Working her way toward her final triumph, Justice Ginsburg left the ACLU when she was appointed by President Jimmy Carter to the US Court of Appeals for the District of Columbia Circuit. Thirteen years later, she was nominated as an associate justice to the United States Supreme Court by President Bill Clinton. Justice Ginsburg was only the second woman to serve on the Supreme Court.
As a Supreme Court Justice, she carried her personal and professional experiences to the other side of the bench. Justice Ginsburg not only unified the liberal block of the Court, she transformed the Court’s decisions, and dissents, into something exciting. Most notably, she wrote the Court’s 1996 decision in a landmark gender equality case, United States v. Virginia, which struck down the male-only admission policy at the Virginia Military Institute. Not only did the Court’s decision open the door for women into the institution, it established a new legal standard for sex discrimination cases.
A decade later, and now the only woman serving on the Court, Justice Ginsburg wrote and delivered aloud her scathing dissent in Ledbetter v. The Goodyear Tire & Rubber Company. Lilly Ledbetter sued her employer for paying her less than her men-colleagues in comparable jobs.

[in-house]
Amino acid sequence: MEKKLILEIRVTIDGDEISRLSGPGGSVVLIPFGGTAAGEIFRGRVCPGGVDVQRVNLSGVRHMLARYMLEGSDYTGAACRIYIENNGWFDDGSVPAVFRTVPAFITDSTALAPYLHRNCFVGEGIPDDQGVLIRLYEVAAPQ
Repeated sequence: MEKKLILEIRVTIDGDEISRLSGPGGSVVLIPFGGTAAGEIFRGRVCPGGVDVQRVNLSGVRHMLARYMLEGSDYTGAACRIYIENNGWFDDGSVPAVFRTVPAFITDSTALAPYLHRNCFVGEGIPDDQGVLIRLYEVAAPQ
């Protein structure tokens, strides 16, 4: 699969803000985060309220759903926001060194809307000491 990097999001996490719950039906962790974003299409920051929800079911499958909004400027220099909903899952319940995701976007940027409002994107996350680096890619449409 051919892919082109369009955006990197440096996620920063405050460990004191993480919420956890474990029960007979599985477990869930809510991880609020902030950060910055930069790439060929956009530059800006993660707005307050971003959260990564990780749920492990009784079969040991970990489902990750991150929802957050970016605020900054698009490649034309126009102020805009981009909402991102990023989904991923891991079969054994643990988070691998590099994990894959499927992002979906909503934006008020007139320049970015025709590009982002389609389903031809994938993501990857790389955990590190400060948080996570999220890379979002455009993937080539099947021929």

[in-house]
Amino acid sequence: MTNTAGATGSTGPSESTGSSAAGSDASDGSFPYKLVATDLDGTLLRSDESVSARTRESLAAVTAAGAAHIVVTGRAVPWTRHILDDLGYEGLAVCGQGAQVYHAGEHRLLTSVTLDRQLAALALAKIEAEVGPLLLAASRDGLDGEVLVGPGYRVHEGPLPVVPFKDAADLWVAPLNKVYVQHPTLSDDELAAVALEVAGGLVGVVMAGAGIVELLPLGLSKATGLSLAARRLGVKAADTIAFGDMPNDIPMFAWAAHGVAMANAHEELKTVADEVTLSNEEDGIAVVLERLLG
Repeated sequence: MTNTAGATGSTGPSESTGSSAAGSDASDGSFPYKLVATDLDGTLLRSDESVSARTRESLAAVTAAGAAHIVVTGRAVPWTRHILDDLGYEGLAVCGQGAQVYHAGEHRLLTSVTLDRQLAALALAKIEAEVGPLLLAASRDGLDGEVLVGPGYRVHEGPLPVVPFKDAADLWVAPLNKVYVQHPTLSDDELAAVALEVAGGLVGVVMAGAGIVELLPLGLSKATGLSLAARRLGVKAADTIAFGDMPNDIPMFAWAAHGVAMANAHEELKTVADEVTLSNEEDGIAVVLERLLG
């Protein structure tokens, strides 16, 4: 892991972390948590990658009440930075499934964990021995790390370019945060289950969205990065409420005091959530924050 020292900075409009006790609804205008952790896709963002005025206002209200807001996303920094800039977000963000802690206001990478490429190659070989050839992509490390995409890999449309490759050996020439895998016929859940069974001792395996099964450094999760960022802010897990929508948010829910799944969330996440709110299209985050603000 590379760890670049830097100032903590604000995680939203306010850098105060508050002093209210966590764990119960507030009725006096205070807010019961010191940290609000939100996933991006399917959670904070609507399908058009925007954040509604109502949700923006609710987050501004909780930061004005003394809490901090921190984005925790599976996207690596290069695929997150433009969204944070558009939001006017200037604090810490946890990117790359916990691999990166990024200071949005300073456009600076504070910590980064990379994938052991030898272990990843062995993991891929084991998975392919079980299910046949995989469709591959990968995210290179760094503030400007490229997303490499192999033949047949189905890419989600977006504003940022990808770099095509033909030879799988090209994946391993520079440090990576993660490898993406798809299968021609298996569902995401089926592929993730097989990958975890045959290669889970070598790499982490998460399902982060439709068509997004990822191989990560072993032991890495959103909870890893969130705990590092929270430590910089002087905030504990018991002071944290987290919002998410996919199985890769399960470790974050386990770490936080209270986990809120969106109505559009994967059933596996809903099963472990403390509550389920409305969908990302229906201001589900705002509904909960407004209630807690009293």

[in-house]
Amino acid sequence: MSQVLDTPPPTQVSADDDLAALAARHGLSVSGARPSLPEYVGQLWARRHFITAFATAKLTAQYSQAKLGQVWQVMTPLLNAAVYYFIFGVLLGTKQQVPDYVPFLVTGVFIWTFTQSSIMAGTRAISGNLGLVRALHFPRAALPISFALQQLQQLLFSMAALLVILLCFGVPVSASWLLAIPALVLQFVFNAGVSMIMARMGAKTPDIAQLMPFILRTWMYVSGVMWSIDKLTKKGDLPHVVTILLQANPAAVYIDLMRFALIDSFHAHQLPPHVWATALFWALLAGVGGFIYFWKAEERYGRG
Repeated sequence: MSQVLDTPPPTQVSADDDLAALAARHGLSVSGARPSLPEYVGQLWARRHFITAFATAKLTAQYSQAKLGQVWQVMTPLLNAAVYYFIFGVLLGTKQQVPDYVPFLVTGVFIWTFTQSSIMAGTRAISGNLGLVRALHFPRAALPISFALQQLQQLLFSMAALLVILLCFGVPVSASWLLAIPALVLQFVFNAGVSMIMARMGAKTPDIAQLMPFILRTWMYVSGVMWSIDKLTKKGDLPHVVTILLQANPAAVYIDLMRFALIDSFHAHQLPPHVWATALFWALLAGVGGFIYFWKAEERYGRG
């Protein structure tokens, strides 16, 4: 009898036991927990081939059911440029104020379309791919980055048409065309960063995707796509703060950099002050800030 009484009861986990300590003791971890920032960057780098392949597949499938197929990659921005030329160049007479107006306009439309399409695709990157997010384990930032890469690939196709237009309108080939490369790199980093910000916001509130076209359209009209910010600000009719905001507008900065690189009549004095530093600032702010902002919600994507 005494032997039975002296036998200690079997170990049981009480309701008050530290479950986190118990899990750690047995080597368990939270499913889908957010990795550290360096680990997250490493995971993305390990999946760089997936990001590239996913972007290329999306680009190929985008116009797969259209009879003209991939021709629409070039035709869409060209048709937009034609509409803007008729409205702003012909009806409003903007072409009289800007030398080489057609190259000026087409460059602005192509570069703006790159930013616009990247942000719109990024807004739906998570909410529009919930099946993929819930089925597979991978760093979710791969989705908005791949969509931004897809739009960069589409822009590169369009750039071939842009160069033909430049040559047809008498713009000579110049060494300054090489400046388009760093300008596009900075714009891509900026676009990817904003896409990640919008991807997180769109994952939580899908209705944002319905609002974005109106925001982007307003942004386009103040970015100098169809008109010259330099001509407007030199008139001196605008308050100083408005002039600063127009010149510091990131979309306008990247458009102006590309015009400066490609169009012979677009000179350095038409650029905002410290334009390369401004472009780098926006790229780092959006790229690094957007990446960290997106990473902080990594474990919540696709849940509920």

So began Justice Ginsburg’s legacy of striking, pointed, and ferocious dissents. She not only stuck by her interpretation of the law, ensuring that the Court understood their errors, she called upon Congress to legislate the remedies. A few years after Ledbetter lost her case, President Obama signed the Lilly Ledbetter Fair Pay Act into law; Justice Ginsburg hung a signed copy of the law in her office. This was not the only legislation that Justice Ginsburg influenced. While with the ACLU, Justice Ginsburg and her colleagues, Susan Deller Ross among them, pushed to have pregnancy discrimination recognized as a form of sex discrimination. In 1978, the Pregnancy Discrimination Act was passed, which amended Title VII of the Civil Rights Act.
Justice Ginsburg’s legacy on the Court spanned generations. Despite the challenges of pursing an education in law at an Ivy League school, all while navigating new motherhood and caring for her husband, Justice Ginsburg rejected the misogynistic, prescribed gender stereotypes that were around her. She convinced courts, legislators, and the American people alike that gender inequality and the discriminatory stereotypes that it creates not only harms all people, but is an issue that all people should care about.
To women and men across the United States, Justice Ginsburg’s legacy will live in a form of infamy. Looking forward, it is easy to lose hope. With women’s bodies being legislated and people’s gender being invalidated, we will surely miss Justice Ginsburg’s presence on the Court. Reflecting on her life and experiences informs us that a brighter future is always within reach. Her legacy encourages us to keep on fighting for the advancement of sex- and gender-equity, even in the face of adversity.